New BAE Systems software now both tracks and interprets ISR data
- By Katherine Owens
- Jun 22, 2017
Movement Intelligence (MOVINT) software has just joined the BAE Systems’ Geospatial eXploration Products (GXP) line, enhancing intelligence, surveillance, and reconnaissance operations by helping operators to analyze and interpret movement and activity patterns instead of simply tracking them.
The MOVINT program is based on multi-tracking analytics software, according to a BAE Systems press release. It is capable of detecting movement and activity from sensory platforms including video, radar, and other motion sensors and then running preliminary interpretation analytics on the data.
As a compliment to video feed, radar tracking technology sends electromagnetic pulses through an antenna and records the frequency and time lapse of the electromagnetic waves’ echo, according to the Navy published fact sheets. In order to effectively track a moving target, the electromagnetic pulses must be emitted in rapid succession and the antenna often must be movable. MOVINT software receives and processes the data received from the radar’s pulses in order to classify the target and help identify the significance of its movement, reported BAE Systems.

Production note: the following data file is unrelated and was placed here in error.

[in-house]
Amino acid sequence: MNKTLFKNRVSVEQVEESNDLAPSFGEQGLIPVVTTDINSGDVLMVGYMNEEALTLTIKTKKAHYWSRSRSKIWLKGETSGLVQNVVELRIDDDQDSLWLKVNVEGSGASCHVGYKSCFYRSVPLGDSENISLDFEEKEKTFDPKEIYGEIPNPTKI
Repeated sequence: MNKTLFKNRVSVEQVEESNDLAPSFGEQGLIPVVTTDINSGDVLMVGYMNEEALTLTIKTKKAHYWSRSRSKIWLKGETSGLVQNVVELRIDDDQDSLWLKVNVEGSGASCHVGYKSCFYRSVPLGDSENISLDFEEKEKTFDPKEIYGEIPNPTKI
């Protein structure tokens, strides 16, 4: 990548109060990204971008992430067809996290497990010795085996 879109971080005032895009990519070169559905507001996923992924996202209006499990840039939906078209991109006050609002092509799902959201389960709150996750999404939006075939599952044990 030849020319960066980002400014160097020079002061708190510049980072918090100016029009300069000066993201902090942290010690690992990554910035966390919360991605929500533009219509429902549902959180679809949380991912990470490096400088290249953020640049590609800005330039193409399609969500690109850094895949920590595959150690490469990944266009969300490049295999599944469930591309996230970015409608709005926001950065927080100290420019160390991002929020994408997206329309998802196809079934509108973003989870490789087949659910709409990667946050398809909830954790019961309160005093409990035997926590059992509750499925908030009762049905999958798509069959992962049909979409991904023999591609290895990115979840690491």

MOVINT software performs the dual functions of tracking movement through various sensory platforms and indexing movement patterns, anomalies, and key objects, which it does using target classification technology and real-time detection technology. According to BAE Systems, there is also built-in automated alert software to ensure that operators receive immediate notice of potential threats.
“Advanced MOVINT…identify critical targets, activities, and emerging situations much more quickly and effectively than previous intelligence, surveillance, and reconnaissance solutions,” explained Dana Poirier, General Manager of the GXP Group at BAE Systems.
The first step to fully integrating MOVINT capabilities into the GXP programs was inserting it into the Tracking Analytic Software Suite (TASS). According to BAE Systems, TASS draws on data input from both wide area motion imagery sensors and full motion video feeds in order to identify and track people and vehicles in motion. It magnifies the ability of operators to analyze scenes and recognize both patterns and anomalies by tracking multiple objects simultaneously and connecting to cloud databases for pattern comparison.
“If analysts are concerned with a certain sort of behavior or tracks [in] a cetain area they may not need to give as much attention to that particular sensor as they have [in the past] because TASS will be able to alert them,” said Colin Kuber, Product Manager for GXP InMotion and MOVINT at BAE Systems.
The GXP InMotion and SOCET GXP programs, which utilizes satellite data for ground feature tracking and analysis, both now contain MOVINT software.
Katherine Owens is a freelance reporter for Defense Systems